India is home to one-third of stunted children in the world. Anaemia and micronutrient deficiency is all pervasive. Along with undernutrition, 20.7 per cent women, and 18.6 per cent men are obese and overweight, shows the National Family Health Survey IV, 2016 (NFHS-IV). India runs the risk of an impending nutrition famine and epidemic of obesity, diabetes and other non-communicable diseases (NCDs) related to poor nutrition. Non-communicable diseases, including heart disease, stroke, cancer, diabetes, and chronic lung disease, are collectively responsible for almost 70 per cent of all deaths worldwide, according to the World Health Organization. The hunger and the double burden on malnutrition indicates a broken food system, leading to consumption of unsafe diets, which needs urgent attention. The vulnerability to life and livelihoods are further compounded by increasing use of tobacco, and rise of sugar level in blood among men and women. Around 6.8 per cent women and 44.5 per cent men in the 15-49 age group use tobacco (NFHS-IV). Given the double burden on malnutrition, unhealthy diets, exponential jump in cardio vascular diseases, India has become the diabetes capital of the world. An emergent action is needed to fix it.
Fighting Malnutrition In An Indian Way
India has gone past the days, when food security alone was the single most worrying factor. Hunger reduction was the first priority through maximising food production, and establishing public distribution system for making it easily accessible and available to the masses. However, food security, especially through excessive focus on higher production of cereals, was unable to provide guarantee to health and cognitive wellbeing. For better health and cognitive skills, the country needed to put equal focus on dousing invisible hunger. Consumption of food having adequate micronutrient and minerals and timely initiation and continuation of certain foods among children are some of the basic elements of addressing the nutritional requirements of the body. Eating adequate is not enough. Eating right is essential. The successive rounds of the NFHS have demonstrated the slow growth in reversing the malnutrition trajectory of the country. The problem is huge and now it is not just undernutrition, it is also the excess of it in the form overweight and obesity, that has affected the lives of millions in this country. It requires a revolution to reverse the nutrition famine using India’s gold mines of models, in-country wisdom and knowledge, in which the deficiency of micronutrients has assumed epic proportion in the country.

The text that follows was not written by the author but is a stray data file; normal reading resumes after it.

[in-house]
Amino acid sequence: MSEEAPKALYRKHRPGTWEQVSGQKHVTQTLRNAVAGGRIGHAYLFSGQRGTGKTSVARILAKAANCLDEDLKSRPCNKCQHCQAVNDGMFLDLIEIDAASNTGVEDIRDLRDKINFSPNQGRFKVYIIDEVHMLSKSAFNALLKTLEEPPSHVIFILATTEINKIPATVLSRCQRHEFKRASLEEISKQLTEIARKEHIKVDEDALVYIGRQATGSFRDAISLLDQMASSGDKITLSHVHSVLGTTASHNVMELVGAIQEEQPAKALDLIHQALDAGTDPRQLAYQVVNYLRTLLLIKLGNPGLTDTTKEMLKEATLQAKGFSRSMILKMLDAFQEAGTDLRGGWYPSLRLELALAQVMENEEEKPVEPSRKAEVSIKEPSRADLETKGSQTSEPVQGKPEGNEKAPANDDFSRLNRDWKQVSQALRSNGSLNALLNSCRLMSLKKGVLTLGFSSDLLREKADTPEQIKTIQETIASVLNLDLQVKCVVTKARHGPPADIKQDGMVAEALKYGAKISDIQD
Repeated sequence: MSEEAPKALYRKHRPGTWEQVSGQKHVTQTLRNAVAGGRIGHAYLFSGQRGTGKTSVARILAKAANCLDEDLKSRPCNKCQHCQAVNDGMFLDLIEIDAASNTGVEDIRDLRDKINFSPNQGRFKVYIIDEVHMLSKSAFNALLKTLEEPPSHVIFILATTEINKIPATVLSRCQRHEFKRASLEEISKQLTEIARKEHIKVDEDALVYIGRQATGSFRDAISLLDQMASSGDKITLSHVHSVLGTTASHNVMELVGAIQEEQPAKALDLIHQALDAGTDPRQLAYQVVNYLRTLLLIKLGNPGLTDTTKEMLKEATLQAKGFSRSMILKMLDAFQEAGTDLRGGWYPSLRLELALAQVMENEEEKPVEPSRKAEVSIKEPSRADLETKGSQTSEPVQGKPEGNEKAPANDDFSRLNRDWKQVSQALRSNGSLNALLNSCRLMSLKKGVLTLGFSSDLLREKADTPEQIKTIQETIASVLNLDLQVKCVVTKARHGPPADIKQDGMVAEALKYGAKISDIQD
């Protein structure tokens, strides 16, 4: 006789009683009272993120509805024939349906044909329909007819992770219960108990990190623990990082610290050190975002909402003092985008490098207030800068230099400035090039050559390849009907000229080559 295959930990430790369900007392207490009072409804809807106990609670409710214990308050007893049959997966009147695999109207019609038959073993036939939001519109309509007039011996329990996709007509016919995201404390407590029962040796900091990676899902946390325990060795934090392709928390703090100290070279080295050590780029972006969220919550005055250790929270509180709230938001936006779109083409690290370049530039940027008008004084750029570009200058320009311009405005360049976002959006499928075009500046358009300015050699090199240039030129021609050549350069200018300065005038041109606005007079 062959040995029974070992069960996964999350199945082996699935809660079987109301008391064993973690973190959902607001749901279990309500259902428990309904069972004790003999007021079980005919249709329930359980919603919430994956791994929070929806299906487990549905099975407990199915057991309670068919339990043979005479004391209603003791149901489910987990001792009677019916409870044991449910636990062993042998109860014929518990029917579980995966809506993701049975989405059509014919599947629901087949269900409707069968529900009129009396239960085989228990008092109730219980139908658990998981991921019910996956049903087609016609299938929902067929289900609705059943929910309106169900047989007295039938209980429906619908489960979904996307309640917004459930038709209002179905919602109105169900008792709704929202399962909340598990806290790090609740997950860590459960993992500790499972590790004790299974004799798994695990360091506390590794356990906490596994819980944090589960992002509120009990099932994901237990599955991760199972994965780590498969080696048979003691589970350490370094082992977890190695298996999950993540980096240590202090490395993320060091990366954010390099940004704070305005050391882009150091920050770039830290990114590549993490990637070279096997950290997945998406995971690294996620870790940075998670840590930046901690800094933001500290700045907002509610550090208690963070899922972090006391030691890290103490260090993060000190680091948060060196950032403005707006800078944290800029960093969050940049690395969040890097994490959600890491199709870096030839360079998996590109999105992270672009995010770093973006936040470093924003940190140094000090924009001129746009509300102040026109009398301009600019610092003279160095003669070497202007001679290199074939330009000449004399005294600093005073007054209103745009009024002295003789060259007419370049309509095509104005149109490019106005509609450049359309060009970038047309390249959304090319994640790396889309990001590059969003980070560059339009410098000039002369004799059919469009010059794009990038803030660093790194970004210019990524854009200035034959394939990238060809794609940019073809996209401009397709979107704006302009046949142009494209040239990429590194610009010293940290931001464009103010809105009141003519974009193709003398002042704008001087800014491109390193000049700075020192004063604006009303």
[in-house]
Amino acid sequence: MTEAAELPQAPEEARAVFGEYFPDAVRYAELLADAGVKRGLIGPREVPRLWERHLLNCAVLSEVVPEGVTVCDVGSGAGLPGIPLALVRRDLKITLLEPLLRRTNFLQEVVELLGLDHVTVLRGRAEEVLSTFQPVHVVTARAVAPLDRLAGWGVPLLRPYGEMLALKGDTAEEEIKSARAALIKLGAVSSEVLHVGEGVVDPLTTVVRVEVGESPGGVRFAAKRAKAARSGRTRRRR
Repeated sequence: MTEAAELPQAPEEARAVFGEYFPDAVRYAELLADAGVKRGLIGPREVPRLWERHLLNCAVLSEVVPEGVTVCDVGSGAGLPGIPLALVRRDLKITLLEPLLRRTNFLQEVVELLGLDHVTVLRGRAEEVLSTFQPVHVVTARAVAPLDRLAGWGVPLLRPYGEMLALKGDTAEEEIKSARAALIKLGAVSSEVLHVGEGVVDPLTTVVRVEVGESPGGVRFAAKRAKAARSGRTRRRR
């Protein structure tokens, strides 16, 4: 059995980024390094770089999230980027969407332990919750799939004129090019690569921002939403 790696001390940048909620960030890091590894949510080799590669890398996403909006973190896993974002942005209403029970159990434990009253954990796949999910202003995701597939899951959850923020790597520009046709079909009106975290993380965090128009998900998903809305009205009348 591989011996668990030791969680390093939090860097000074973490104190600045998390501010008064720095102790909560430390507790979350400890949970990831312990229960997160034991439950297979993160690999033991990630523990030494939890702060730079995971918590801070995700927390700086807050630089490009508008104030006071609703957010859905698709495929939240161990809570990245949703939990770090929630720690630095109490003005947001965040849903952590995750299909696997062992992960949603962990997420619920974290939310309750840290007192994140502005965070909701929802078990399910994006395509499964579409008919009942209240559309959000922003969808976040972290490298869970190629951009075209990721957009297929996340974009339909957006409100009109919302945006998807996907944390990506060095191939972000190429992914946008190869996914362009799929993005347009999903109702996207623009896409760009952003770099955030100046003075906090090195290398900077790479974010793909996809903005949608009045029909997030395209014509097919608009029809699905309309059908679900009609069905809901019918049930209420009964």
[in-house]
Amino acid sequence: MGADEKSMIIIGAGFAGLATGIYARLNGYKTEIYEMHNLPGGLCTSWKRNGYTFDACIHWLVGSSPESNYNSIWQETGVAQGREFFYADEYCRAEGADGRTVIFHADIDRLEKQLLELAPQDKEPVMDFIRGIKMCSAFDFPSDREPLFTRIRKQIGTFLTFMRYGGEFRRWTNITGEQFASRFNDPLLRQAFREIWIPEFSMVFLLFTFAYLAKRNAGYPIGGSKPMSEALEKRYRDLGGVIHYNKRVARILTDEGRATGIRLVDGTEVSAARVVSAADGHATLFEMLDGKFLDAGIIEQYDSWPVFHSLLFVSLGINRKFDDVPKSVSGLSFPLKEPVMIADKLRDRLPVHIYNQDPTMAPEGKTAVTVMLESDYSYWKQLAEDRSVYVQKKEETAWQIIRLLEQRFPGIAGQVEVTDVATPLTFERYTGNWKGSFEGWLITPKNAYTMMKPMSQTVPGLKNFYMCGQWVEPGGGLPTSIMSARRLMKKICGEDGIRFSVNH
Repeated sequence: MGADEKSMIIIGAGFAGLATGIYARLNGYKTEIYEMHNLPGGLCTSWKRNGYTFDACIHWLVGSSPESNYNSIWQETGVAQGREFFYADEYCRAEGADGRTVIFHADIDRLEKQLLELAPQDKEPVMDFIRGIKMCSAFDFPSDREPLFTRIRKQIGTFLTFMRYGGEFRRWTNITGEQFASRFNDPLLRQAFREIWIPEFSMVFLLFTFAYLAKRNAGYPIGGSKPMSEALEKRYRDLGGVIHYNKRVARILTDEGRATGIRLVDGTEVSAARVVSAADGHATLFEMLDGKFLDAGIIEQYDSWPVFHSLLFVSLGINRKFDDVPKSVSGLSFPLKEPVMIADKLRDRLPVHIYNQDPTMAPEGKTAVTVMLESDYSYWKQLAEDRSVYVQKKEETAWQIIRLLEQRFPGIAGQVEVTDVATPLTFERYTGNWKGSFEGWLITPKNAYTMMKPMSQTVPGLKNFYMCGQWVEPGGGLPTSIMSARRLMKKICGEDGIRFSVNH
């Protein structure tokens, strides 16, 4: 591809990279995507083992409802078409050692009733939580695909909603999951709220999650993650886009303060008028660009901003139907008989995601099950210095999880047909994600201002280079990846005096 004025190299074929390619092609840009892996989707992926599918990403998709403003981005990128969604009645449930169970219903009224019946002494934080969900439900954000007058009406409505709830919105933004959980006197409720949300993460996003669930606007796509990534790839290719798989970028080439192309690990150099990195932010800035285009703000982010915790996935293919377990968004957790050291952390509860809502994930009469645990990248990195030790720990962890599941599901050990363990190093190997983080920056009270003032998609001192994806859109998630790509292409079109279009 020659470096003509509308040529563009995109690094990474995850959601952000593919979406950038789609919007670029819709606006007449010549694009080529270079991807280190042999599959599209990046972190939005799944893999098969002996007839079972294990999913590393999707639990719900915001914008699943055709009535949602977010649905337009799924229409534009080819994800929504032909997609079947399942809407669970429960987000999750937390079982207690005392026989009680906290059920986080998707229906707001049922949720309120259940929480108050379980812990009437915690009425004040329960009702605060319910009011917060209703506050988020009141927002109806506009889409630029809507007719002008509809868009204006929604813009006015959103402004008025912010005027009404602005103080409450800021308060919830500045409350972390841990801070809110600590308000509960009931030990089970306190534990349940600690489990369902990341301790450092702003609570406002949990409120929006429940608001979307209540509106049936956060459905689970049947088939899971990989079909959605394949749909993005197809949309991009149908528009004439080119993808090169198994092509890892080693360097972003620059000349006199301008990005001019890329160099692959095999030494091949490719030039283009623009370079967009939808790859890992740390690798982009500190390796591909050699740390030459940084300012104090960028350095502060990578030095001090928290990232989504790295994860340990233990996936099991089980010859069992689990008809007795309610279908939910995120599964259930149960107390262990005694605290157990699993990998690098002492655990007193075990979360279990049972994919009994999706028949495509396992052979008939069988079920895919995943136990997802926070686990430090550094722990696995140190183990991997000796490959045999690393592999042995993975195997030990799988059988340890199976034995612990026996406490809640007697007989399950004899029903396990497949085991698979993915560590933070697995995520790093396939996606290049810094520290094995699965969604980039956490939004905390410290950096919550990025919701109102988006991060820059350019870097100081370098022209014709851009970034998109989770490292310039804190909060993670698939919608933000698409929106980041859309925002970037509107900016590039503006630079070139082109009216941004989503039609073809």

However, for a nutrition revolution to succeed, we need to address India’s double burden on malnutrition: the abnormally high degree of undernutrition in one hand and increasing proportion of overweight and obesity on the other.
As India gives a major push to its fight against malnutrition through the Poshan Abhiyaan, it is imperative that the programmes that are already in place for addressing nutrition and food-related issues are integrated, and the existing infrastructure and processes are scaled up. Poshan Abhiyaan in its current form addresses undernutrition and anaemia. Poshan Abhiyaan after a very successful rollout in the country need to prioritise actions to address obesity and overweight and micronutrient malnutrition in a comprehensive manner.